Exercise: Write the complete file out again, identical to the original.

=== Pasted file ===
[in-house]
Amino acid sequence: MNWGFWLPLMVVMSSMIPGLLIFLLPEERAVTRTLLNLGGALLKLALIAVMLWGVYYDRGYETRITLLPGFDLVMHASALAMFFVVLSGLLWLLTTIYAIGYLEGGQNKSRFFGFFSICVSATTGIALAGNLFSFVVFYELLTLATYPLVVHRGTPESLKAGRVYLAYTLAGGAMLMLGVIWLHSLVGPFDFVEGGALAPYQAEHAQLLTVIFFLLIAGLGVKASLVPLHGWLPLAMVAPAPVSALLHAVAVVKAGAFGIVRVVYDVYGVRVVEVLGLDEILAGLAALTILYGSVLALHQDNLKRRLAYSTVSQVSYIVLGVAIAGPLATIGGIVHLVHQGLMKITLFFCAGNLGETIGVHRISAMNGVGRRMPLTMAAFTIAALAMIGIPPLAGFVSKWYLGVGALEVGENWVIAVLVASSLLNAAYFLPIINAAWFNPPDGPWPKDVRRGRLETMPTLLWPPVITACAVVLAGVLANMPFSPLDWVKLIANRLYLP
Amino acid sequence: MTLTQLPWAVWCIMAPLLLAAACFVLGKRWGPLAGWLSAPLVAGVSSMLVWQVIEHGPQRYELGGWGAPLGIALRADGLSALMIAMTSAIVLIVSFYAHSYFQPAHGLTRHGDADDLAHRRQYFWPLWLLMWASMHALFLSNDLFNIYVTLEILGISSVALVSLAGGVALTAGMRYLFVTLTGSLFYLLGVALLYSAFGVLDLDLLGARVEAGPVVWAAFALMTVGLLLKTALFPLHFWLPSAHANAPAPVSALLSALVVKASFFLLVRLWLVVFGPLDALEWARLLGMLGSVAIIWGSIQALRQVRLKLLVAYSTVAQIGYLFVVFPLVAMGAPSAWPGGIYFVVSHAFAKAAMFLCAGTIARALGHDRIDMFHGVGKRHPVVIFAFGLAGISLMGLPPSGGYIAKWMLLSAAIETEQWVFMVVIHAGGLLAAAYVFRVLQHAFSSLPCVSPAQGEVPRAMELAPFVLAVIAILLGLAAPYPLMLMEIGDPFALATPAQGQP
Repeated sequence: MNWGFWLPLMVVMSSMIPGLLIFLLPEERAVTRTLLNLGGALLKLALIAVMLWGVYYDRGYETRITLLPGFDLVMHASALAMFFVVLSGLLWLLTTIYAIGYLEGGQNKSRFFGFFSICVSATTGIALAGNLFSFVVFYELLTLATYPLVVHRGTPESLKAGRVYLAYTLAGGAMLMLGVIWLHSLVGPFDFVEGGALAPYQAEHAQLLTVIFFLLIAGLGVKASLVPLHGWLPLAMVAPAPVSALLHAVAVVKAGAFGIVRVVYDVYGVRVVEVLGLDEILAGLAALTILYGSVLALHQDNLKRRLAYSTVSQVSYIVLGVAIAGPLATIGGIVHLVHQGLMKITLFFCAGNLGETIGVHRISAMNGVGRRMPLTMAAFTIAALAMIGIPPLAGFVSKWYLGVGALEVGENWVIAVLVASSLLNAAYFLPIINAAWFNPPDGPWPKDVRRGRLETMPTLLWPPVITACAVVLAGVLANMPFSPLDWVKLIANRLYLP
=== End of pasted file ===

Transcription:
[in-house]
Amino acid sequence: MNWGFWLPLMVVMSSMIPGLLIFLLPEERAVTRTLLNLGGALLKLALIAVMLWGVYYDRGYETRITLLPGFDLVMHASALAMFFVVLSGLLWLLTTIYAIGYLEGGQNKSRFFGFFSICVSATTGIALAGNLFSFVVFYELLTLATYPLVVHRGTPESLKAGRVYLAYTLAGGAMLMLGVIWLHSLVGPFDFVEGGALAPYQAEHAQLLTVIFFLLIAGLGVKASLVPLHGWLPLAMVAPAPVSALLHAVAVVKAGAFGIVRVVYDVYGVRVVEVLGLDEILAGLAALTILYGSVLALHQDNLKRRLAYSTVSQVSYIVLGVAIAGPLATIGGIVHLVHQGLMKITLFFCAGNLGETIGVHRISAMNGVGRRMPLTMAAFTIAALAMIGIPPLAGFVSKWYLGVGALEVGENWVIAVLVASSLLNAAYFLPIINAAWFNPPDGPWPKDVRRGRLETMPTLLWPPVITACAVVLAGVLANMPFSPLDWVKLIANRLYLP
Amino acid sequence: MTLTQLPWAVWCIMAPLLLAAACFVLGKRWGPLAGWLSAPLVAGVSSMLVWQVIEHGPQRYELGGWGAPLGIALRADGLSALMIAMTSAIVLIVSFYAHSYFQPAHGLTRHGDADDLAHRRQYFWPLWLLMWASMHALFLSNDLFNIYVTLEILGISSVALVSLAGGVALTAGMRYLFVTLTGSLFYLLGVALLYSAFGVLDLDLLGARVEAGPVVWAAFALMTVGLLLKTALFPLHFWLPSAHANAPAPVSALLSALVVKASFFLLVRLWLVVFGPLDALEWARLLGMLGSVAIIWGSIQALRQVRLKLLVAYSTVAQIGYLFVVFPLVAMGAPSAWPGGIYFVVSHAFAKAAMFLCAGTIARALGHDRIDMFHGVGKRHPVVIFAFGLAGISLMGLPPSGGYIAKWMLLSAAIETEQWVFMVVIHAGGLLAAAYVFRVLQHAFSSLPCVSPAQGEVPRAMELAPFVLAVIAILLGLAAPYPLMLMEIGDPFALATPAQGQP
Repeated sequence: MNWGFWLPLMVVMSSMIPGLLIFLLPEERAVTRTLLNLGGALLKLALIAVMLWGVYYDRGYETRITLLPGFDLVMHASALAMFFVVLSGLLWLLTTIYAIGYLEGGQNKSRFFGFFSICVSATTGIALAGNLFSFVVFYELLTLATYPLVVHRGTPESLKAGRVYLAYTLAGGAMLMLGVIWLHSLVGPFDFVEGGALAPYQAEHAQLLTVIFFLLIAGLGVKASLVPLHGWLPLAMVAPAPVSALLHAVAVVKAGAFGIVRVVYDVYGVRVVEVLGLDEILAGLAALTILYGSVLALHQDNLKRRLAYSTVSQVSYIVLGVAIAGPLATIGGIVHLVHQGLMKITLFFCAGNLGETIGVHRISAMNGVGRRMPLTMAAFTIAALAMIGIPPLAGFVSKWYLGVGALEVGENWVIAVLVASSLLNAAYFLPIINAAWFNPPDGPWPKDVRRGRLETMPTLLWPPVITACAVVLAGVLANMPFSPLDWVKLIANRLYLP